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When I look back on my childhood, there is a single thread that runs through most of my favorite memories: reading. I cannot remember a time when I was not surrounded by books and devouring them voraciously, and my life has been so much the richer for it.
One unforgettable summer in elementary school—what we might call my “Harriet the Spy” period—I adopted a uniform of a blue hoodie and glasses, accessorized with a small composition notebook and pencil. I carted around that notebook everywhere I went, recording my observations of the world around me and my (now pitiful) attempts at explaining them. I was particularly keen to decipher the lives of our next-door neighbors. What could explain their erratic work schedules and intensely private demeanor? I thought I had deduced the obvious answer: they must be Russian agents.
A decade later, I had a major a-ha moment when I realized that my high school crush shared my childhood love of Kipling’s “Rikki Tikki Tavi.” As we reminisced about the literature that we had enjoyed as kids, my infatuation with him reached a whole new level...and it’s been that way pretty much ever since. We’ve been married for eleven years now.
My adult life has also been full of books—and not just because I went to graduate school in literature. In my new role as a homeschooling mom, I consider it akey part of my job description to keep reading and growing in my own knowledge. Expanding my own knowledge base (and growing in my own ability to relate to others) helps me to offer the best education—and the best of myself—to my kids. Sometimes reading has to happen at the expense of my kitchen’s cleanliness, but since Susan Wise Bauer said that’s okay, I’m taking her word for it.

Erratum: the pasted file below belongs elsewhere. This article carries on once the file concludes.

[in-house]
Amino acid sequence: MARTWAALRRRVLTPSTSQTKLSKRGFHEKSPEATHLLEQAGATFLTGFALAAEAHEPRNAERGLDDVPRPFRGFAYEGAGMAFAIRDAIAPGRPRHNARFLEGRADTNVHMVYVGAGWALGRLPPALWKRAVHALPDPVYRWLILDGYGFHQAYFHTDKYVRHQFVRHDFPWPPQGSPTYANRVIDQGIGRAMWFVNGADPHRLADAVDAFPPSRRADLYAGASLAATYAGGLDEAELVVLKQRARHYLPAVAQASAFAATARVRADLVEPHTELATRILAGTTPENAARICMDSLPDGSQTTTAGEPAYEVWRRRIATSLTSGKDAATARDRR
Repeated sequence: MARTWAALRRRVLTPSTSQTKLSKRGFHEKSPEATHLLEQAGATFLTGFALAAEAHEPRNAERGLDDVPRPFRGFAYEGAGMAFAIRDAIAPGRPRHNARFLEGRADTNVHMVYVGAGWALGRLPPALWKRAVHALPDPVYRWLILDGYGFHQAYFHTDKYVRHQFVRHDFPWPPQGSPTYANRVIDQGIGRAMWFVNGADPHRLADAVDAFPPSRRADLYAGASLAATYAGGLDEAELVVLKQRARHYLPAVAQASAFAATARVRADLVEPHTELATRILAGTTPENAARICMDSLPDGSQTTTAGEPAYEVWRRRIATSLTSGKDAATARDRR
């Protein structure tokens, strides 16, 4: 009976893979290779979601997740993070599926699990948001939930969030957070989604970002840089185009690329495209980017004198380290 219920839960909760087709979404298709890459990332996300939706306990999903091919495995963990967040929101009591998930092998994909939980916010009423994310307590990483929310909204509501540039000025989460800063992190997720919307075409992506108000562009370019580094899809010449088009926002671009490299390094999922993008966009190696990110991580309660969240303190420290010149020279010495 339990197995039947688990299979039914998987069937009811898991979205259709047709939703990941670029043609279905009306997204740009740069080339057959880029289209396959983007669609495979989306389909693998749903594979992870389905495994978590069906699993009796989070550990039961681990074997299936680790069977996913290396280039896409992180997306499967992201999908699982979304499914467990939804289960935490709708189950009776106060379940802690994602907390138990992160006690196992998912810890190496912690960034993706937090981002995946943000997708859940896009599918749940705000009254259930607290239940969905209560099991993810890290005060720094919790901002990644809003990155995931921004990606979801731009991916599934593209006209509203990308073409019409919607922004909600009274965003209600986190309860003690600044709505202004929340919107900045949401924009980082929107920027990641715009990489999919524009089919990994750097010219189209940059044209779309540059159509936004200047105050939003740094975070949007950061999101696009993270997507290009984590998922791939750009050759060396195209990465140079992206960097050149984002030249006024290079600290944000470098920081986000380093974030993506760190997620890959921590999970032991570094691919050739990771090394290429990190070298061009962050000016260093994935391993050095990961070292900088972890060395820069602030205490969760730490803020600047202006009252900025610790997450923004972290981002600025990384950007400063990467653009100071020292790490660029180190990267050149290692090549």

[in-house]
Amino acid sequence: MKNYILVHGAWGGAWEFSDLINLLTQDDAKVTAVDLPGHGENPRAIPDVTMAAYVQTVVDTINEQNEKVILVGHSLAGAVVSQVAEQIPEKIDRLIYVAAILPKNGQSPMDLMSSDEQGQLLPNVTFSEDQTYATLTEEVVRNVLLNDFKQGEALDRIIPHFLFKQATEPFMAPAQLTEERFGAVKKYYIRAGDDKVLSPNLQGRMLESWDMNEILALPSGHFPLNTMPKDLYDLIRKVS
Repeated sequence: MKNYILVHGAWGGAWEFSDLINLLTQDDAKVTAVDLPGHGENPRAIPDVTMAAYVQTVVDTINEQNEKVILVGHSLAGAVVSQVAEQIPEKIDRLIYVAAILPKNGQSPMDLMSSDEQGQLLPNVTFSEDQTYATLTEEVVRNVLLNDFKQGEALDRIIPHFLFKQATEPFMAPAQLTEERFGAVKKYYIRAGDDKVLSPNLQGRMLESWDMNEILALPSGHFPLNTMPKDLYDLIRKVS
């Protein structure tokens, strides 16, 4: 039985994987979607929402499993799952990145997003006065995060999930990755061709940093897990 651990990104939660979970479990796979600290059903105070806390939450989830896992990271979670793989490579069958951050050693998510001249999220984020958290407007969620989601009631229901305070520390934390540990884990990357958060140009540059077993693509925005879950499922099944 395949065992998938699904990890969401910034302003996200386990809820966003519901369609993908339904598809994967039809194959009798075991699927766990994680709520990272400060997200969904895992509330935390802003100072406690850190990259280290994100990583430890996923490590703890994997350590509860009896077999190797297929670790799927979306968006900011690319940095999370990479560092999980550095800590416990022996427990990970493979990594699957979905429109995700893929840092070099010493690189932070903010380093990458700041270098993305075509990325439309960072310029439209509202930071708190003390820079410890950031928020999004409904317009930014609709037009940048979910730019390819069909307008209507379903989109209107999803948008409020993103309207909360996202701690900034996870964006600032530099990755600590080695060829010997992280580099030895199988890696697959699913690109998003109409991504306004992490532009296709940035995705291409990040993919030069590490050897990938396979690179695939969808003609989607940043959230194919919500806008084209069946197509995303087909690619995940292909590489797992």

As a mom, I want to give my kids the same wild pleasure in books that I have enjoyed throughout my life. But delight isn’t our only goal—we also believe that reading is key to their character formation and we KNOW that it is essential to their language development in our bilingual homeschool.
Because we value reading in all of these ways, we’ve instituted a number of traditions in our family to help build our children’s love of literature—to help them see books (of all kinds) as a joy and as one of the pillars of our family culture. These we do on top of our (many) daily read-alouds and regular poetry teatimes, and I hope that you’ll find them inspirational for your own family. By the way, if you do decide to take any of these on, don't forget that I have tons of foreign language book recommendations available in my free resource library.
1. Birthday Books
When I was growing up, my family would often go on “bookstore dates”—we’d pile in the car and head to Barnes and Noble, where everyone would split up, find some books that they were interested in, and settle down in a corner of the store to read. Sometimes, my parents let us pick out a book or two to buy, but even if we didn’t take anything home, the experience was always fun.